place for people to meet and hold events. Discussions have been held
with the De Vere Hotel Group who are interested in running the café,
and training people who use the centre in hospitality skills. The
hydrotherapy pool will also be used by different organisations,
including injured service personnel undergoing rehabilitation.
Councillor Roz Gladden, cabinet member for adult
social care, said:- "This is going to be an absolutely
fantastic facility offering state-of-the-art support and care for
not only people who use day services, their families and local
residents. This is a significant investment in a new kind of care
facility which is completely changing the way in which we deliver
services. We are moving to a system where we are focused on meeting
people’s individual needs, rather than having to choose from a fixed
menu of social care services. Despite the difficult financial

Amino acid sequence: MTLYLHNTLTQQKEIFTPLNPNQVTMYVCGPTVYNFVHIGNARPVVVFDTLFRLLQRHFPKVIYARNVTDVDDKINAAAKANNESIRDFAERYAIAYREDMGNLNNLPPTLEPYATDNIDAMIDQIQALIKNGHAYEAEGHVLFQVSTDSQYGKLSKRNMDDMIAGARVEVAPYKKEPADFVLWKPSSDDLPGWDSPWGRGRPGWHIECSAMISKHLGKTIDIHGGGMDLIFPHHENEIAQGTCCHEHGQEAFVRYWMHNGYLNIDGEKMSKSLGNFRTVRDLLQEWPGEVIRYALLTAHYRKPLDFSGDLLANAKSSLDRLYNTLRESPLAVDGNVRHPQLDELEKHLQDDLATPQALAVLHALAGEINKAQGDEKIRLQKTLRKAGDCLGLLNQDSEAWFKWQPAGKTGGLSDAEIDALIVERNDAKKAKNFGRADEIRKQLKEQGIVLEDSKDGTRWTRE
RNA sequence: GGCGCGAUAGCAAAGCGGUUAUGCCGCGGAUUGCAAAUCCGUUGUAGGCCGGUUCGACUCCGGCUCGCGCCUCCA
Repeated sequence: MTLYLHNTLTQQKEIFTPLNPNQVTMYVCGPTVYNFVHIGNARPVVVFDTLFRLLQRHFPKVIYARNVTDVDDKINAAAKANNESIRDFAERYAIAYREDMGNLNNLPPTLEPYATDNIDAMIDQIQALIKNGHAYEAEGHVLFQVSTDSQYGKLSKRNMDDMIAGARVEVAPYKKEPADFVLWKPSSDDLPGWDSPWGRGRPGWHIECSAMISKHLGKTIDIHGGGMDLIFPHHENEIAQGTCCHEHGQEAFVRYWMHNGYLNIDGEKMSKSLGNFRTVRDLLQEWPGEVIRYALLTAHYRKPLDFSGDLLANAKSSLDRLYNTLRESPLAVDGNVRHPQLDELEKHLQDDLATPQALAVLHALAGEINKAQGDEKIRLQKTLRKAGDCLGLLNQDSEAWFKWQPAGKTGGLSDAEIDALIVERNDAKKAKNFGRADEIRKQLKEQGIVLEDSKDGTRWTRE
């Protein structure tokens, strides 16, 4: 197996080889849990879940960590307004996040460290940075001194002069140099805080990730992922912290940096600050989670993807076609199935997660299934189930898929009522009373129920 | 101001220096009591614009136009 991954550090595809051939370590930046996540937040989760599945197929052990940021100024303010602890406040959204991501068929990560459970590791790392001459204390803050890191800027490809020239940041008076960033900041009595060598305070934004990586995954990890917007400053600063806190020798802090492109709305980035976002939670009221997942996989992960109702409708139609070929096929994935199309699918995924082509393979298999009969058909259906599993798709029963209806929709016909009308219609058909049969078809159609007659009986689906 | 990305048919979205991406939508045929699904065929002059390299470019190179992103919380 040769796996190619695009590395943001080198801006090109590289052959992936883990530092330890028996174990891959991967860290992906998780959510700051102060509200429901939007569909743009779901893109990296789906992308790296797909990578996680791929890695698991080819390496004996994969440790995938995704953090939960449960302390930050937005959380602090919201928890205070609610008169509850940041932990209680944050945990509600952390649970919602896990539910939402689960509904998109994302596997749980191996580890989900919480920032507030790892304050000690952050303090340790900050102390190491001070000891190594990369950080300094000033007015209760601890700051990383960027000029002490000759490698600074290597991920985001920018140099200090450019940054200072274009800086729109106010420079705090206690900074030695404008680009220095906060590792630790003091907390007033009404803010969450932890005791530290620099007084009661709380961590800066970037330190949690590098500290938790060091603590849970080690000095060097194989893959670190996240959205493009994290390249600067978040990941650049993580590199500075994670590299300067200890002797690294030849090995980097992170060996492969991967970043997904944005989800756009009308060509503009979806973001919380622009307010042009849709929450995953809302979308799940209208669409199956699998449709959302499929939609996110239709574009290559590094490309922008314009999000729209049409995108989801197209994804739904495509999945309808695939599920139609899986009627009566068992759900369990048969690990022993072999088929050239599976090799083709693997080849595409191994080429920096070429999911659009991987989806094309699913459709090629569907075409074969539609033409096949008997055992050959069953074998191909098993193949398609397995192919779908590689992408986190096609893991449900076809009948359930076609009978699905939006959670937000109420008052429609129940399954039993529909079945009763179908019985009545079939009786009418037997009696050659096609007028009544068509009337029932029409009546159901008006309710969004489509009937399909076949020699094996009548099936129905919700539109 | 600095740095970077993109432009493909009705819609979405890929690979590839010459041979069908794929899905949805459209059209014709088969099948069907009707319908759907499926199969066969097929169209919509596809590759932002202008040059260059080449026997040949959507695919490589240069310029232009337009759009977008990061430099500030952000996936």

situation we are in, we are committed to investing in and improving
services where we can."
The other 12 hour a day centres will be at the Lancaster Centre in
the north of Liverpool and Speke Resource Centre in the south. 3, 24
hour centres, are also proposed; including a new dementia centre at
Sedgemoor Care Home in Norris Green, stroke support at Venmore Care
Home in Everton, and a service for people who have suffered a fall
at Granby Care Home in Toxteth. Much more emphasis will
be placed at the 6 new ‘hubs’ on making sure that
people in intermediate care do not end up deteriorating, so that
they become institutionalised in residential accommodation
permanently. Instead, they will be supported through rehabilitation
so they can end up living independently again. Overall, there will
be a significant increase in the number of people being supported.
It will be paid for by ploughing the money saved from
decommissioning the buildings into direct payments and the
personalisation of services.